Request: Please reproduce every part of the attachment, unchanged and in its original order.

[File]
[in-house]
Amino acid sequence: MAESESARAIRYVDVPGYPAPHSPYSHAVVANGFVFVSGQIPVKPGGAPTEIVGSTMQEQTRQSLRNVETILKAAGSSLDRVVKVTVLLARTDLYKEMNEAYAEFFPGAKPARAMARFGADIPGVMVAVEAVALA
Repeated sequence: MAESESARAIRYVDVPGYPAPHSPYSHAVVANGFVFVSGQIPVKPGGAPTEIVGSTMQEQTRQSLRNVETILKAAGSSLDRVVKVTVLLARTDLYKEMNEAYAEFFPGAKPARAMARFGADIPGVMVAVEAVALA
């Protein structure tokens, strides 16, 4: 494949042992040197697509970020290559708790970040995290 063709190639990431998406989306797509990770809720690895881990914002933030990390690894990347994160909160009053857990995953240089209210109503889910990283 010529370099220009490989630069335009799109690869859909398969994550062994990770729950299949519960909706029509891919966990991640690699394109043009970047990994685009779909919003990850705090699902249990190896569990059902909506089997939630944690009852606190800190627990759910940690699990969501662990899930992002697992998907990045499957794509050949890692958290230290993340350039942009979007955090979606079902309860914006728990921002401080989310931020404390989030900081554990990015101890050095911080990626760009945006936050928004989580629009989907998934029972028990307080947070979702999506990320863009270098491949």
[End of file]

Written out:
[in-house]
Amino acid sequence: MAESESARAIRYVDVPGYPAPHSPYSHAVVANGFVFVSGQIPVKPGGAPTEIVGSTMQEQTRQSLRNVETILKAAGSSLDRVVKVTVLLARTDLYKEMNEAYAEFFPGAKPARAMARFGADIPGVMVAVEAVALA
Repeated sequence: MAESESARAIRYVDVPGYPAPHSPYSHAVVANGFVFVSGQIPVKPGGAPTEIVGSTMQEQTRQSLRNVETILKAAGSSLDRVVKVTVLLARTDLYKEMNEAYAEFFPGAKPARAMARFGADIPGVMVAVEAVALA
């Protein structure tokens, strides 16, 4: 494949042992040197697509970020290559708790970040995290 063709190639990431998406989306797509990770809720690895881990914002933030990390690894990347994160909160009053857990995953240089209210109503889910990283 010529370099220009490989630069335009799109690869859909398969994550062994990770729950299949519960909706029509891919966990991640690699394109043009970047990994685009779909919003990850705090699902249990190896569990059902909506089997939630944690009852606190800190627990759910940690699990969501662990899930992002697992998907990045499957794509050949890692958290230290993340350039942009979007955090979606079902309860914006728990921002401080989310931020404390989030900081554990990015101890050095911080990626760009945006936050928004989580629009989907998934029972028990307080947070979702999506990320863009270098491949």